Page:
2016 Bordeaux – Multiple 100pt Chateau Pavie – Wine of the Vintage?

                                Chateau Pavie – Perfection in 2016 – Profound in Every Sense

My final full day of tasting 2016 Bordeaux during en primeur week culminated just at it should have, two hours at Chateau Pavie.

Approaching the Pavie hills – their historic coteaux rising steeply behind the white-washed stone Chateau – the sky a deep blue, not a cloud to be witnessed, a sense of something very special came over me.

I’d heard from other professionals during the week that the subtle changes at Pavie had returned the most profound wine; not just that Pavie had ever bottled, but quite possibly of the 2016 vintage. As I made my way up the majestic, “Gone with the Wind” staircase to the open air tasting room, you could have heard a pin drop.

Though many were in attendance, there was a reverence in that space that day.

This was my 8th version of Pavie. This was the first time I have ever been so moved.

To say the Pavie terroir spoke through the wine is the understatement of the vintage. There has never been such a profound Pavie.

Wine of the vintage? Certainly better than a few of the Premier Crus.

Unquestionably among the top 3 of the 2016 Bordeaux vintage.

2016 Bordeaux – Thoughts On A Selectively Superb Vintage

                  One Of The Top Three Wines Of The Vintage For 2016 Bordeaux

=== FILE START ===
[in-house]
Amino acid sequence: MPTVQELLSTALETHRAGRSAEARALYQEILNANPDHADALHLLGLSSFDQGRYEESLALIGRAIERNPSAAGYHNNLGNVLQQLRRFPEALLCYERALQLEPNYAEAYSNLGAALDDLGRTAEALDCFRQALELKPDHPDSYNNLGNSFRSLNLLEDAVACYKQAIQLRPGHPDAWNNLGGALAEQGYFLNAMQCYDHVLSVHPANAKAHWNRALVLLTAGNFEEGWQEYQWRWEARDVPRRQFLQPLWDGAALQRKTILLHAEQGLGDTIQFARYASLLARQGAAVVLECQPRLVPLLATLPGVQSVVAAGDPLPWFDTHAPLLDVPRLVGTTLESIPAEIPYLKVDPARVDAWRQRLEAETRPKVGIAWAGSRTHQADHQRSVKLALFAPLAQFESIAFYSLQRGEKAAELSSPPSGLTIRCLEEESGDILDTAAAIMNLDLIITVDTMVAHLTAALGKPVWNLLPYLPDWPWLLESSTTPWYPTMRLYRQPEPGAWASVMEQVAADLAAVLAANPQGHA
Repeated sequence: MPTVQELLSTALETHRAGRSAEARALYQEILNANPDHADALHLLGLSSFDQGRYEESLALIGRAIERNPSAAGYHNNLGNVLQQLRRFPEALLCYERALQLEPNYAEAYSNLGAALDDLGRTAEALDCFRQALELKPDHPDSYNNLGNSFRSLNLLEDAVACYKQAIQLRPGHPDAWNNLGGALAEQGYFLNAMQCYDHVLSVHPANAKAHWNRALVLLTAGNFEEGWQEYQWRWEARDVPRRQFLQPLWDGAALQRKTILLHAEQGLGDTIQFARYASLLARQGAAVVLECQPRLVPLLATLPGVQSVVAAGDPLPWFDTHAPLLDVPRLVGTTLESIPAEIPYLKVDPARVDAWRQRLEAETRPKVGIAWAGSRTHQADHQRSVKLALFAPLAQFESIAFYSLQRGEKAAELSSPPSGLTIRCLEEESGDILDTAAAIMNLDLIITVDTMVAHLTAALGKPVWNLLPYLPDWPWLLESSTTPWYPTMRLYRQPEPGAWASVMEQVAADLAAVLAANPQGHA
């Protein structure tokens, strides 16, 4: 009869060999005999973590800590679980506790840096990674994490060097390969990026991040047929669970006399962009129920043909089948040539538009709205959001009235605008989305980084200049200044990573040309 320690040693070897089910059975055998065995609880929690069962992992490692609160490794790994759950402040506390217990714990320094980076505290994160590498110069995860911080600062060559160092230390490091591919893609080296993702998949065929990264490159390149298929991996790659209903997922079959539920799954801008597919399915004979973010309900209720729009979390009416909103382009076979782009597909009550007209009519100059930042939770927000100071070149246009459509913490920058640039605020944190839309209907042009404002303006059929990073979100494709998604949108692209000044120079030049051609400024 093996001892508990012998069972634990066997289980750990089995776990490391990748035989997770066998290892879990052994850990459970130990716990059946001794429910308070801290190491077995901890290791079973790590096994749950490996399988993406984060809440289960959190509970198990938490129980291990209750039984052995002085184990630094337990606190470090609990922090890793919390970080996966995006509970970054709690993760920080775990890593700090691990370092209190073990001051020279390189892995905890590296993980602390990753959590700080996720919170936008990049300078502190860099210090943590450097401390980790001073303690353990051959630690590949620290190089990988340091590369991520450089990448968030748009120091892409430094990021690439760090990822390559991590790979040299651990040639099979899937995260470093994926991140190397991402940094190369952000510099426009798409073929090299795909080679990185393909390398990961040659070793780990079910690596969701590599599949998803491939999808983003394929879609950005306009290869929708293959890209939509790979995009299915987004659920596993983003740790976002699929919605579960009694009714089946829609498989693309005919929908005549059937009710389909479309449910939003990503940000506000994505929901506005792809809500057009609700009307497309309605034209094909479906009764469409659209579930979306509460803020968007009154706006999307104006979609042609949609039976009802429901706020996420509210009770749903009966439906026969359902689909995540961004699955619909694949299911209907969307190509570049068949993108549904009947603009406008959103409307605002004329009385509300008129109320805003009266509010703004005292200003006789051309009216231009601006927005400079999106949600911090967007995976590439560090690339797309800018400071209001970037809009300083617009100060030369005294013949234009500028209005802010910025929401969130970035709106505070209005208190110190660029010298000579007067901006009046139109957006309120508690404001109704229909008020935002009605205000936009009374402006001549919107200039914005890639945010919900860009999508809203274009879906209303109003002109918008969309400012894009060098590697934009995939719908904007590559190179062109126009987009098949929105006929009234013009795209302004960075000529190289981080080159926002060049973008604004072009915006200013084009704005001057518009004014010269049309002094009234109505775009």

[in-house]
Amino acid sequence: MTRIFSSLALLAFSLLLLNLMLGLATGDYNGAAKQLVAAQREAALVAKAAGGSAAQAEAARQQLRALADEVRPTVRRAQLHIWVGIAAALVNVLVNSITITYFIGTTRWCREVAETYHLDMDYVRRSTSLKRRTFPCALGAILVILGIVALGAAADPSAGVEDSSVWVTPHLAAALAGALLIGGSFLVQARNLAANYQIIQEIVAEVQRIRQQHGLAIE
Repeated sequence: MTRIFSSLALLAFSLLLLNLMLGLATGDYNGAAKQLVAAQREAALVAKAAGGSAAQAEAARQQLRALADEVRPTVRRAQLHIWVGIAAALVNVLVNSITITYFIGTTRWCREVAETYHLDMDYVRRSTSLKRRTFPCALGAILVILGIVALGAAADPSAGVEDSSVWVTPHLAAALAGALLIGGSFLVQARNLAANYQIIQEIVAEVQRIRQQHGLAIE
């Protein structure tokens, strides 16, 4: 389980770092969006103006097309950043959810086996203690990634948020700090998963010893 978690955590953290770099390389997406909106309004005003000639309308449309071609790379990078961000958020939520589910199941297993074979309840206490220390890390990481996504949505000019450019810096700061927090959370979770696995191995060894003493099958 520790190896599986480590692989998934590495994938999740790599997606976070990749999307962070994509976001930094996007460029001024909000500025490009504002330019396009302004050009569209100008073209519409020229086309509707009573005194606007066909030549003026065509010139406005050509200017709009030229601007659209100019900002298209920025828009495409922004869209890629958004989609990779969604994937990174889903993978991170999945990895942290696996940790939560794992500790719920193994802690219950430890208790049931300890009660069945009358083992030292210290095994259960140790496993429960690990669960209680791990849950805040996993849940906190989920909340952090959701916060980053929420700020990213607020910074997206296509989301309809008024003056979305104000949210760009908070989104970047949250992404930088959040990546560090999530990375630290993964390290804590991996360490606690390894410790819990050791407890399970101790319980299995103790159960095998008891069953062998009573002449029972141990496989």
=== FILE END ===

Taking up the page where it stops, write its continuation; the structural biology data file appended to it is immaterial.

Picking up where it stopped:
Having recently returned from 8 grueling days in Bordeaux, tasting the 2016 Bordeaux during en primeur week – most days beginning at 7am, ending after even the pigeons had gone to sleep, usually close to 11pm – I can personally attest that the name of the game this year is “selectivity.”

Two thousand sixteen is NOT an across the board, knock it out the park home-run vintage.

Peaks and valleys – extreme highs, pitiful lows – exist practically everywhere when discussing 2016 Bordeaux.

The top producers – Premier Cru estates – performed very well, generally speaking. Pavie outdid themselves.

But as I made my way through some of the finest wines, tasting approximately 400 samples at various locations to include top negociants, the finest Chateaux, multiple UGC events (some visibly under-attended), certain aspects of the 2016 Bordeaux vintage became clear.

This was a vintage that challenged winemakers; many spoke of their fears – a repeat of 2013, troubles with mildew, uncontrolled yields – while others rightfully proclaimed they had made their finest wines ever.

I’ve tasted in Bordeaux for many years, and I concur with the assessment shared by Justine Tesseron at Pontet Canet when asked which vintage 2016 most closely resembles.

She looked me dead in the eye and said,

“2016; there’s never been anything else to compare.”

2004 Dom Ruinart Blanc de Blanc – A “Visceral Thrill”

 

One of the first lessons we connoisseurs of the really good stuff figure out is “the French keep the good stuff for themselves.”

So it is with Champagne Ruinart, named in honor of the Benedictine Monk, Dom Ruinart – the bulk of their production is still sold mostly in France. Precisely why I attempt to squirrel away a few precious bottles of the 2004 Dom Ruinart Blanc de Blanc whenever possible.

Established in 1729 with the inimitable declaration,

“In the name of God and the Saint Virgin shall this book be commenced”

Ruinart was the First Champagne House the world had ever known. The firm survived and even flourished through the upheavals of the Revolution, the Empire and the Restoration, celebrating successes in America, making an indelible impression on President Jackson in 1827.